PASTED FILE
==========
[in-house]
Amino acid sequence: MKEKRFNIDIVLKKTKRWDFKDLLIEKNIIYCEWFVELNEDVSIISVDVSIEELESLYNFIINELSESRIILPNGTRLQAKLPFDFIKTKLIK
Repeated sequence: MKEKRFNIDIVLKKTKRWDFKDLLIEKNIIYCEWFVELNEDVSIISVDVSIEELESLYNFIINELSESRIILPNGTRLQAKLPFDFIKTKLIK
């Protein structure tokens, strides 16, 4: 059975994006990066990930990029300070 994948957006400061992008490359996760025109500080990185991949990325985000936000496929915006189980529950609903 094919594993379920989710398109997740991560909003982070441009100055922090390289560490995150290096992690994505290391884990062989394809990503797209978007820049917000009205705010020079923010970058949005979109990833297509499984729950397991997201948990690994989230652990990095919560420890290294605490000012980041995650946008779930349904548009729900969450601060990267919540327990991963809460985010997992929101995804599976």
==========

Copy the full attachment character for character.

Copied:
[in-house]
Amino acid sequence: MKEKRFNIDIVLKKTKRWDFKDLLIEKNIIYCEWFVELNEDVSIISVDVSIEELESLYNFIINELSESRIILPNGTRLQAKLPFDFIKTKLIK
Repeated sequence: MKEKRFNIDIVLKKTKRWDFKDLLIEKNIIYCEWFVELNEDVSIISVDVSIEELESLYNFIINELSESRIILPNGTRLQAKLPFDFIKTKLIK
């Protein structure tokens, strides 16, 4: 059975994006990066990930990029300070 994948957006400061992008490359996760025109500080990185991949990325985000936000496929915006189980529950609903 094919594993379920989710398109997740991560909003982070441009100055922090390289560490995150290096992690994505290391884990062989394809990503797209978007820049917000009205705010020079923010970058949005979109990833297509499984729950397991997201948990690994989230652990990095919560420890290294605490000012980041995650946008779930349904548009729900969450601060990267919540327990991963809460985010997992929101995804599976």